Slow Reels combines Ian Hawgood's love of reel-to-reel tape machines and vintage synthesizers with James Murray's melodicism and richly textured digital sound design. Their Morr Music debut, ‘Farewell Islands’, is an arresting, fluorescing album that blends full-frequency dronescaping with a slow-burning ambient minimalism.
Ian and James met on the minimal music scene releasing each others' music on their Home Normal and Slowcraft labels. Their recording collaboration began remotely while Ian lived in Warsaw, spending long nights with his collection of reel-to-reel machines: “I created a number of loops with an old and sadly dying Akai which was noisy and would stutter quite a bit. I also found myself using older tape on cracked reels and the effects of this really helped develop a newer path for my own work”. James began to weave piano, guitar and synthesizers into the material from his London studio, combining the two artists' tonalities into something so unexpectedly compelling it took them both by surprise. Ian then transferred these manipulations back onto tape, further refining and defining the sound during deep dive experimental analogue mastering sessions.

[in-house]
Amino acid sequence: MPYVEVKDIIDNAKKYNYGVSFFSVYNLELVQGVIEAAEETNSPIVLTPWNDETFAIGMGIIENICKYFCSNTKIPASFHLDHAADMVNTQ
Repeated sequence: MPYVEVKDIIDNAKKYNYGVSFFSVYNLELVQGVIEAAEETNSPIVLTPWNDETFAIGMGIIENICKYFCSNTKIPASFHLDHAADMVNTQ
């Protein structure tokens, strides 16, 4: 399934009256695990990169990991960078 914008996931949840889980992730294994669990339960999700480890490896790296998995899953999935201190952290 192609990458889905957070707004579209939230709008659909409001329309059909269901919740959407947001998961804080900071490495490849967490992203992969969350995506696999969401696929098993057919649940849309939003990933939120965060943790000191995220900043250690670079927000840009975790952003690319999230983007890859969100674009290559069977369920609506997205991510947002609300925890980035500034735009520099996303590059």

The role of old technology in Slow Reels' work lends a sense of decay and transience sure to resonate with admirers of William Basinski, Rafael Anton Irisarri and Benoît Pioulard, but the underlying melodies set a clear counterpoint: a longing for the vivid is deeply grounded within this music. The four cinematic, long-form movements of ‘Farewell Islands’ possess a delicate romanticism and emotional urgency that engages and gradually overwhelms the listener.
The islands of the title are both real and notional, as James explains: "places of meaning to both of us in our lives, found now only out of time, belonging outside the present and out of reach”. This nostalgic farewell also marks a fresh beginning, as the duo's ongoing Brighton-based studio sessions generate further reels of unearthly electronic landscapes that seem to hiss, warble and granulate their own way onto tape.